All around us whether it be in the city, small town, country, or Timbuktu, most people are still of the impression that they have to do something. This is totally foreign to that kind of thinking, so I’m going to go along with Paul, and keep repeating it until he stops repeating it, which will be when we get to Chapter 8. Then all of a sudden we will break out into the sunlight of how free and secure we are, but until we do we’ll keep repeating as he does.
“Know ye not, that to whom ye yield yourselves servants to obey, his servants ye are to whom ye obey (if you are a child of Adam, then that’s the one you’re going to be serving); whether of sin unto death, or (the other side of the coin) of obedience unto righteousness?”
in the right standing with God, and His Grace, you can enjoy that now and for all eternity. See, that’s the only choice in life. Whether we are living in America, Europe, or some third world country there are only two choices for life. Are you going to serve the old Adam who is under the control of Satan, and be entrapped in his eternal doom, or are we going to turn our back on him, and enjoy God’s righteousness, bliss, and heaven for ever.
“But God be thanked, that ye were (past tense) the servants of sin (our past), but (now the flip side) ye have obeyed from the heart that form of doctrine which was delivered you (Paul’s Gospel as found in I Corinthians 15:1-4). Being then made free from sin (old Adam), ye became the servants (bond slave) of righteousness.” See how clear this comes out now after repeating it over and over?
“I speak after the manner of men because of the infirmity of your flesh (what’s Paul saying in so many words? “I’m coming down to your level. I’m speaking on your level, because you are still human, and in the flesh, and I’m not coming with some high and mighty statement you can’t comprehend”): for as ye have yielded your members servants to uncleanness and to iniquity unto iniquity;…”
Now what’s he describing? The life of a person out there in the world. Never lose sight of the fact that everyone of these Gentile converts that Paul has brought out of darkness into the light of the Gospel were pagan idolaters. In fact let’s look at I Thessalonians for a moment, and this says it all. If I can just get people to understand that as Paul writes to these believers he is writing to Gentile men and women who had been steeped in idolatry. They had been in all the idolatrous, and pagan practices that were rampant in the ancient world. You know I always like to make mention of the fact that we think that we’re living in a whole new world, that we are living in a whole new social strata, I mean, after all, we have finally arrived. No we haven’t. We’re living in the same old sin that has plagued the world since the beginning. Idolatry and paganism promoted it more than a lot of things that are taking place in our society. Here in I Thessalonians Chapter 1, let’s start with verse 9.
I Thessalonians 1:9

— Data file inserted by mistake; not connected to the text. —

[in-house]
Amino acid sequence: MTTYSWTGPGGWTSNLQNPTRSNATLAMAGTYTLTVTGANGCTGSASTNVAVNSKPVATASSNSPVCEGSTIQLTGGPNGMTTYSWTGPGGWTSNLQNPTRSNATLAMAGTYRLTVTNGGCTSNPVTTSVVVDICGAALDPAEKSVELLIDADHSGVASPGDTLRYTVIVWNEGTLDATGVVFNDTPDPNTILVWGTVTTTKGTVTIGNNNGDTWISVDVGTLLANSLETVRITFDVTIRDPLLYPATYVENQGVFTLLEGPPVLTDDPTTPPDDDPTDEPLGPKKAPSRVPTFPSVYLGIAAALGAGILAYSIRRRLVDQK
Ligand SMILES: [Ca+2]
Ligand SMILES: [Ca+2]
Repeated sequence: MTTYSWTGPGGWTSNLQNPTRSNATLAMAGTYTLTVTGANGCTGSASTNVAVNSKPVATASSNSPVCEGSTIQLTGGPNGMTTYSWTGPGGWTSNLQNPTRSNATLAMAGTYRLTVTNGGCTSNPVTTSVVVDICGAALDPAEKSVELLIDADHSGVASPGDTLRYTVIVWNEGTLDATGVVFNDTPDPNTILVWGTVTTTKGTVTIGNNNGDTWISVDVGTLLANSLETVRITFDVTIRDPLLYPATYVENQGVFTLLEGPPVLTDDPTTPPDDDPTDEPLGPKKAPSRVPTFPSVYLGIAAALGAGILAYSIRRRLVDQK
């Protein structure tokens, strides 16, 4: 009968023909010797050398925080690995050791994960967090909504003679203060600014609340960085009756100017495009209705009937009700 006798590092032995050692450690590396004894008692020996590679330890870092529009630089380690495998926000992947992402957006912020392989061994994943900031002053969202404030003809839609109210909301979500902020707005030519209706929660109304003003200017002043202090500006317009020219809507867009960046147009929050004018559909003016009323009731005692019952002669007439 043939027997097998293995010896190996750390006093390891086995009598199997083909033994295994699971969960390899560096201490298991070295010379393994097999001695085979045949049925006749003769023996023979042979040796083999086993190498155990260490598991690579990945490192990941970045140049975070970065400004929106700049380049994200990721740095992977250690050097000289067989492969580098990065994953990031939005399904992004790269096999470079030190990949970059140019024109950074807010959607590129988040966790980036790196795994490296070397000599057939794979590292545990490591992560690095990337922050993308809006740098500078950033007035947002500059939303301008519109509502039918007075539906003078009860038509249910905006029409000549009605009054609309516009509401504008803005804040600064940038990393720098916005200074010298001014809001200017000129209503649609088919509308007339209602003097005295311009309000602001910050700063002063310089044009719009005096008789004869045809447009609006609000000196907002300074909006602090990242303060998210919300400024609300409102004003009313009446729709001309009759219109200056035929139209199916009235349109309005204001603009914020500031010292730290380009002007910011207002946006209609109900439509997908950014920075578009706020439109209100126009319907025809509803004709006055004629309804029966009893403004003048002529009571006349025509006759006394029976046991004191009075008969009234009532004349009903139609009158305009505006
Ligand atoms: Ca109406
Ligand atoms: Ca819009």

“For they themselves (the ones up there in Northern and Southern Greece that Macedonia and Achaia in verse 8) shew of us what manner of entering in we had unto you, and how ye turned to God from idols to serve the living and true God;”
Do you see that? Thessalonica was in Northern Greece not far from Philippi, and every place that Paul gained converts this would have held true. They turned from idols to the living God. Now that took something, and again you want to realize that when people are saved and become believers, and come out of a culture that is totally different to Christianity, then they come under pressure and persecution. As Paul writes, he keeps this uppermost in his mind that these new converts did not have an easy row living in the midst of their idolatrous friends and relatives. Now back to Romans 6:20.
“For when ye were (past tense) the servants (under the dominion of old Adam) of sin, ye were free from righteousness.”
What? God doesn’t expect the unsaved person to live righteously. You can’t legislate Christian morals and principles. We’d like to, I know, because we think it would make for a better world, but we just can’t do it. You cannot legislate morality. Let me show you in Romans 8. It shocks people when I point this out. This certainly isn’t giving the unbelieving world more free reign than they already have, but rather saying what the Word of God says.
“Because the carnal mind…” Now the word `carnal’ as Paul uses it can be used two different ways. He’ll speak of a carnal believer, that is a Christian who is still fleshly-minded, but he’s saved, and he’s in the Body of Christ. But he has not come out of that old lifestyle, as Paul has been begging him to do in Romans Chapters 6 and 7, but he’s carnal, he’s more fleshly concerned than he is spiritual. On the other hand Paul can speak of carnal people as being totally unsaved. They are totally lost, so the text has to define the word for you. But here Paul is talking about the unsaved carnal person. Now the whole verse: